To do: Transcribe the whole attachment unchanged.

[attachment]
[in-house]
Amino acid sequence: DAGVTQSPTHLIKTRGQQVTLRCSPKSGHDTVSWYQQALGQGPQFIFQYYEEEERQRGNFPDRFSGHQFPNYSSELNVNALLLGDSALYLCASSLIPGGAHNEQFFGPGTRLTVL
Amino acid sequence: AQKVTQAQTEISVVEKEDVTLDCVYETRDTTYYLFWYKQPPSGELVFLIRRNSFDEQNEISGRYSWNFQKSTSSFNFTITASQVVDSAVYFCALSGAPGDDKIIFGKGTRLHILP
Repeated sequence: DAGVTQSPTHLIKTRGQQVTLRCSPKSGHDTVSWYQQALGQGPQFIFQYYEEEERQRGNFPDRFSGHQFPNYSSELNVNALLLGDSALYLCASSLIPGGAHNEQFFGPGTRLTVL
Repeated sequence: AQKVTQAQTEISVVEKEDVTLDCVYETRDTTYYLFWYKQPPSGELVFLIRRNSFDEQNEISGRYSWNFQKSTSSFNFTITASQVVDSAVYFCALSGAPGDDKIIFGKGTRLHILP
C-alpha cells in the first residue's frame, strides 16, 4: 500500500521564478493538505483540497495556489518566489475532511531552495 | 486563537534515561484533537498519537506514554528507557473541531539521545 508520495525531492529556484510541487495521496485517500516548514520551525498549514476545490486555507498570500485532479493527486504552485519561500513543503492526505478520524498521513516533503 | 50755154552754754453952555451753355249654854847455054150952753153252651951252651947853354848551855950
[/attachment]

[in-house]
Amino acid sequence: DAGVTQSPTHLIKTRGQQVTLRCSPKSGHDTVSWYQQALGQGPQFIFQYYEEEERQRGNFPDRFSGHQFPNYSSELNVNALLLGDSALYLCASSLIPGGAHNEQFFGPGTRLTVL
Amino acid sequence: AQKVTQAQTEISVVEKEDVTLDCVYETRDTTYYLFWYKQPPSGELVFLIRRNSFDEQNEISGRYSWNFQKSTSSFNFTITASQVVDSAVYFCALSGAPGDDKIIFGKGTRLHILP
Repeated sequence: DAGVTQSPTHLIKTRGQQVTLRCSPKSGHDTVSWYQQALGQGPQFIFQYYEEEERQRGNFPDRFSGHQFPNYSSELNVNALLLGDSALYLCASSLIPGGAHNEQFFGPGTRLTVL
Repeated sequence: AQKVTQAQTEISVVEKEDVTLDCVYETRDTTYYLFWYKQPPSGELVFLIRRNSFDEQNEISGRYSWNFQKSTSSFNFTITASQVVDSAVYFCALSGAPGDDKIIFGKGTRLHILP
C-alpha cells in the first residue's frame, strides 16, 4: 500500500521564478493538505483540497495556489518566489475532511531552495 | 486563537534515561484533537498519537506514554528507557473541531539521545 508520495525531492529556484510541487495521496485517500516548514520551525498549514476545490486555507498570500485532479493527486504552485519561500513543503492526505478520524498521513516533503 | 50755154552754754453952555451753355249654854847455054150952753153252651951252651947853354848551855950